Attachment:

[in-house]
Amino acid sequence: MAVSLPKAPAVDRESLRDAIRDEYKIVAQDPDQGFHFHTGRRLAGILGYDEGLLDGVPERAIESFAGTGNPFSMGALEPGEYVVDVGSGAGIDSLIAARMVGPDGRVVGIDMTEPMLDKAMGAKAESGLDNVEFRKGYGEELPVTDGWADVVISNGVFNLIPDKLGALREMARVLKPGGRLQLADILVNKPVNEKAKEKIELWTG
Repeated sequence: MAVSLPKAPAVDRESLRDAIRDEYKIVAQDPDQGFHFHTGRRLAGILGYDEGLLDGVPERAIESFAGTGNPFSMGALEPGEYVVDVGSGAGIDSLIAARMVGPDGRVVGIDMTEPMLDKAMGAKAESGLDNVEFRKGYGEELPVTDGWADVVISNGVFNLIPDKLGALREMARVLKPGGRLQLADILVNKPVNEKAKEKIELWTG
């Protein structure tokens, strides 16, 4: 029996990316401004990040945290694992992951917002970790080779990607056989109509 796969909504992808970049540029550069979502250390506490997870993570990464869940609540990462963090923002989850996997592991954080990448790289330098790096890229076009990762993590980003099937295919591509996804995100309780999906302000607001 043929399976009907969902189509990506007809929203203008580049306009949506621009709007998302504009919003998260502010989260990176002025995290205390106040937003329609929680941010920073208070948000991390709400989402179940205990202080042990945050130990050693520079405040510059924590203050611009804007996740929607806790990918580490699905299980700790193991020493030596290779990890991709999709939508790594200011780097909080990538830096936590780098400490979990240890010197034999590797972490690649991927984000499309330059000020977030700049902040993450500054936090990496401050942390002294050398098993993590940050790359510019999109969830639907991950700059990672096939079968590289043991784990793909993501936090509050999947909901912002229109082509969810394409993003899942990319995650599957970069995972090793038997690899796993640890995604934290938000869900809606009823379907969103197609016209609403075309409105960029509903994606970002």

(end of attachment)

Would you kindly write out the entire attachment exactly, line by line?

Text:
[in-house]
Amino acid sequence: MAVSLPKAPAVDRESLRDAIRDEYKIVAQDPDQGFHFHTGRRLAGILGYDEGLLDGVPERAIESFAGTGNPFSMGALEPGEYVVDVGSGAGIDSLIAARMVGPDGRVVGIDMTEPMLDKAMGAKAESGLDNVEFRKGYGEELPVTDGWADVVISNGVFNLIPDKLGALREMARVLKPGGRLQLADILVNKPVNEKAKEKIELWTG
Repeated sequence: MAVSLPKAPAVDRESLRDAIRDEYKIVAQDPDQGFHFHTGRRLAGILGYDEGLLDGVPERAIESFAGTGNPFSMGALEPGEYVVDVGSGAGIDSLIAARMVGPDGRVVGIDMTEPMLDKAMGAKAESGLDNVEFRKGYGEELPVTDGWADVVISNGVFNLIPDKLGALREMARVLKPGGRLQLADILVNKPVNEKAKEKIELWTG
């Protein structure tokens, strides 16, 4: 029996990316401004990040945290694992992951917002970790080779990607056989109509 796969909504992808970049540029550069979502250390506490997870993570990464869940609540990462963090923002989850996997592991954080990448790289330098790096890229076009990762993590980003099937295919591509996804995100309780999906302000607001 043929399976009907969902189509990506007809929203203008580049306009949506621009709007998302504009919003998260502010989260990176002025995290205390106040937003329609929680941010920073208070948000991390709400989402179940205990202080042990945050130990050693520079405040510059924590203050611009804007996740929607806790990918580490699905299980700790193991020493030596290779990890991709999709939508790594200011780097909080990538830096936590780098400490979990240890010197034999590797972490690649991927984000499309330059000020977030700049902040993450500054936090990496401050942390002294050398098993993590940050790359510019999109969830639907991950700059990672096939079968590289043991784990793909993501936090509050999947909901912002229109082509969810394409993003899942990319995650599957970069995972090793038997690899796993640890995604934290938000869900809606009823379907969103197609016209609403075309409105960029509903994606970002």